Far from being a mere disgusting dirt-dweller or fish bait, earthworms come in handy for just about everything, and play a vital role in nature, to the point where the planet might not survive without them. Here, we unearth some of the most amazing facts about earthworms.
10. They’re Man’s Distant Relative
Meet your long-lost cousin – yes, a worm. Fossil evidence shows that wormlike creatures have been around for more than 500 million years. They even managed to live through mass extinction events 65 million years ago. In addition, a newly-released analysis proves that the simple-bodied organism, known as Xenoturbella, can be now regarded as one of the oldest known members of the deuterostomes, a branch of family tree containing all animals with a backbone, including human.
Although Xenoturbella lack a developed nervous system or gut, researchers at Cambridge University are convinced that the finger-sized creature shares the same genes with us. Proof that everyone truly does have that one weird relative.
9. They Take Care of the Earth for Us
19th century British scientist Charles Darwin, who conceptualized the theory of evolution, studied worms for a whopping 39 years. By the end of his study, he concluded that these deceptively simple creatures are valuable to Earth’s processes, and wrote a book called The Formation of Vegetable Mould through the Action of Worms, With Observations on Their Habitats in 1881, shortly before his death.
Darwin referred worms as “ploughs of the Earth,” because of their ability to aid the soil by feeding on decaying matter and ejecting rich byproducts containing partially digested materials as castings. He believed that worms were responsible for the enriching soil content, and therefore improving terrestrial vegetation. He surely loved his worms.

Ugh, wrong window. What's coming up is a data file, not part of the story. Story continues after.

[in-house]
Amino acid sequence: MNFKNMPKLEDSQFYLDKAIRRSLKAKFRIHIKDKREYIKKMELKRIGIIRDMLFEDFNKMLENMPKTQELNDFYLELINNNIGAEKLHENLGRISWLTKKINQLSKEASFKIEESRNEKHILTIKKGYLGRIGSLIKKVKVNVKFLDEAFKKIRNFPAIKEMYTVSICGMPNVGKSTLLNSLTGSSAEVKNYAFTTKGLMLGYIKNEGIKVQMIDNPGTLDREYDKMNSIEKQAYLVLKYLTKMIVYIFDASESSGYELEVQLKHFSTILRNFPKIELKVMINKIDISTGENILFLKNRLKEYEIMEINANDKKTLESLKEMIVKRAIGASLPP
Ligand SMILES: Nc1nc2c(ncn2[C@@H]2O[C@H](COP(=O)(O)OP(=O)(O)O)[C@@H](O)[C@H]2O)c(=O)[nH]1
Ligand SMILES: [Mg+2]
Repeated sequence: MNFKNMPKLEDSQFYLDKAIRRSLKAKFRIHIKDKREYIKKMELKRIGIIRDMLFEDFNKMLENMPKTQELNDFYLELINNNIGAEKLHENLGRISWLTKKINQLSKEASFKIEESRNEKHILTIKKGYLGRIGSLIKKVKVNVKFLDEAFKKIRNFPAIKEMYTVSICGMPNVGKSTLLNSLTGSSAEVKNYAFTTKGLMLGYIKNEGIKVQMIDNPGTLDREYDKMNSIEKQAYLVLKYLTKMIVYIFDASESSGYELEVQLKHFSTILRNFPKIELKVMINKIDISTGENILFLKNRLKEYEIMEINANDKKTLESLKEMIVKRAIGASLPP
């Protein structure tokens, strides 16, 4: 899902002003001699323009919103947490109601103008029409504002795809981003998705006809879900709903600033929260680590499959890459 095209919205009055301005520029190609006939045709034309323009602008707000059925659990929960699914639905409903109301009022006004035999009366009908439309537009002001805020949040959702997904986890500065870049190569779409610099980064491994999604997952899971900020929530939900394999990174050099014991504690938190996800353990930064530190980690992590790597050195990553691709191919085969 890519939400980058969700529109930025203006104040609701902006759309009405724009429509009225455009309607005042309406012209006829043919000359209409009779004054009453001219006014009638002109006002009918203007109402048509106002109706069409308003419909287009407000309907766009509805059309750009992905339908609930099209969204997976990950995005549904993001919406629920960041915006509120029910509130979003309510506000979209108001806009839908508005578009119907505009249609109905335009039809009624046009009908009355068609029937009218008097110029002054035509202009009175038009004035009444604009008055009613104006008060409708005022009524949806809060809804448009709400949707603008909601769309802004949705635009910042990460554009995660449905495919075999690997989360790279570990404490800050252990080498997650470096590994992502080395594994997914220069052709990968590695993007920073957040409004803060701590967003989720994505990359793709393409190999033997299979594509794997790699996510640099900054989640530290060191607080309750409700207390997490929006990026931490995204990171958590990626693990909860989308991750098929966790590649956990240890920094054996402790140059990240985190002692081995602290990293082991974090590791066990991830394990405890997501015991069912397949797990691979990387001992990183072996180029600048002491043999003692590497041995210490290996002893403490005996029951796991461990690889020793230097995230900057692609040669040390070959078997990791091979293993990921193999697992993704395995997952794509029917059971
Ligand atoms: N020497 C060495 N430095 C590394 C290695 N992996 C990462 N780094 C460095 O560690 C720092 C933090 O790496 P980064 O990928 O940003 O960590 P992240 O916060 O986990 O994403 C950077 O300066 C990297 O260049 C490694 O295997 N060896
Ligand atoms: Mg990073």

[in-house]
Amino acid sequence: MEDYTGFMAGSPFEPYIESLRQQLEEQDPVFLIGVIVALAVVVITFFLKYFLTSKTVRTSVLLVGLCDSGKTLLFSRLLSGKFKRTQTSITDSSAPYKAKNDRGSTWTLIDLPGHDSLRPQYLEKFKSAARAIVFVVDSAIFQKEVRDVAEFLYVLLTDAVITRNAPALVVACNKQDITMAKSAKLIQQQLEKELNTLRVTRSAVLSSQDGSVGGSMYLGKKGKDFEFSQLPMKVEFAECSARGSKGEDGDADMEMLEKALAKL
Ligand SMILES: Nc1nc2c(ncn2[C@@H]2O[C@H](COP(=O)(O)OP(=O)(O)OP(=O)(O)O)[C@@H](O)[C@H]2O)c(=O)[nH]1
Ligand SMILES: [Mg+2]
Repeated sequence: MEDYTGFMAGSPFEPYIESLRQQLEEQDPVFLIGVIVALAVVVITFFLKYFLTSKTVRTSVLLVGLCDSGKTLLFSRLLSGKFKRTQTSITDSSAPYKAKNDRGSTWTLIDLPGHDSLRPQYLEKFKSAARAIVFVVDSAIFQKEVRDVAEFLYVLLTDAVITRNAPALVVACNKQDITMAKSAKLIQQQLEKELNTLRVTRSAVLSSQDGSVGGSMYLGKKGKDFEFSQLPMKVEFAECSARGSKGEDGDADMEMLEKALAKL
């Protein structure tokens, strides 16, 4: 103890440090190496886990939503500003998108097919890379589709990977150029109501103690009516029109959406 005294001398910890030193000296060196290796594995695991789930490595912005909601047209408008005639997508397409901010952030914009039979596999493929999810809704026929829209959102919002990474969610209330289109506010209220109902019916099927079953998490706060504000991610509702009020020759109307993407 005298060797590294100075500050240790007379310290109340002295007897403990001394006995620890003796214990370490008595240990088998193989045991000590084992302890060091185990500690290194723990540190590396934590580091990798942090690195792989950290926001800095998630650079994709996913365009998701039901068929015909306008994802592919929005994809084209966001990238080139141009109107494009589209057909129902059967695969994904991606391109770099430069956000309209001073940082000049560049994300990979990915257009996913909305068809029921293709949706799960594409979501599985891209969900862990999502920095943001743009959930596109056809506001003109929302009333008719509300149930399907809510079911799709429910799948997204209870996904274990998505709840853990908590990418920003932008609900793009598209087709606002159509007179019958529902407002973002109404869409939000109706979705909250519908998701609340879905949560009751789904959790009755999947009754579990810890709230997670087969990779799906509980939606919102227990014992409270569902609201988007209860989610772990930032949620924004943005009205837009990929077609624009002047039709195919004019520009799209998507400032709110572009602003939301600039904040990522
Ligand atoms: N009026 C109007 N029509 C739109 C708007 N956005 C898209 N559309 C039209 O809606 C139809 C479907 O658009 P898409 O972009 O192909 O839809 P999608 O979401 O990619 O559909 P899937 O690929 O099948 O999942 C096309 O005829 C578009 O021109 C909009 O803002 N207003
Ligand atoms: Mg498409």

8. Luminescent Worms
Spenceriella gigantea, also known as North Auckland Worms, is another popular worm, though probably not in your backyard. This glow-in-the-dark, and surprisingly large, earthworm burrows a couple of meters beneath the ground of New Zealand. They can grow up to 4.5 feet, are 11 mm in diameter (just about as thick as your thumb) and give off a bright orange-yellow light at night. It is said to be so bright that you can actually read by its light. But the sad news is that they’re exceptionally frail, and rarely seen above the surface, so bring a book and a shovel.
7. You Can Absolutely Eat Them
Earthworms make a great snack, both for animals and humans too! You’ve probably seen people eating worms on reality TV shows, but have you ever asked yourself, “Can we really eat worm?” Over 3,000 species of these natural power bars have been identified, and most of them are considered safe for human consumption. Travel across some parts of Latin America, Africa and Asia, and you’ll find out that earthworms are considered a delicacy, and consumed by the locals on a regular basis.
If you were in a situation where you are facing starvation, these earthworms would be a good source of protein and minerals. Worms contain about 62.2% protein and 1.72% calcium comparable to the same amount of nutrients of cow’s milk. It is actually said that earthworms taste like bacon. Just make sure you clean the dirt off before consuming.
6. They’re All Over the Place, Even If We Don’t Want Them Around
There can be more than a million earthworms in one acre of land, or up to 23 earthworms per square foot. While they all do a great job enriching the forest soil, some places see an ever-growing population of worms as a problem. The worms have eaten all the decomposing vegetation and fallen leaves on the soil surface, called “duff.” And without it, some seeds won’t germinate. This also changes the drainage of the forest floor quickly, wiping out some native plant species and trees. These invasive worms are probably the offspring of discarded fishing bait.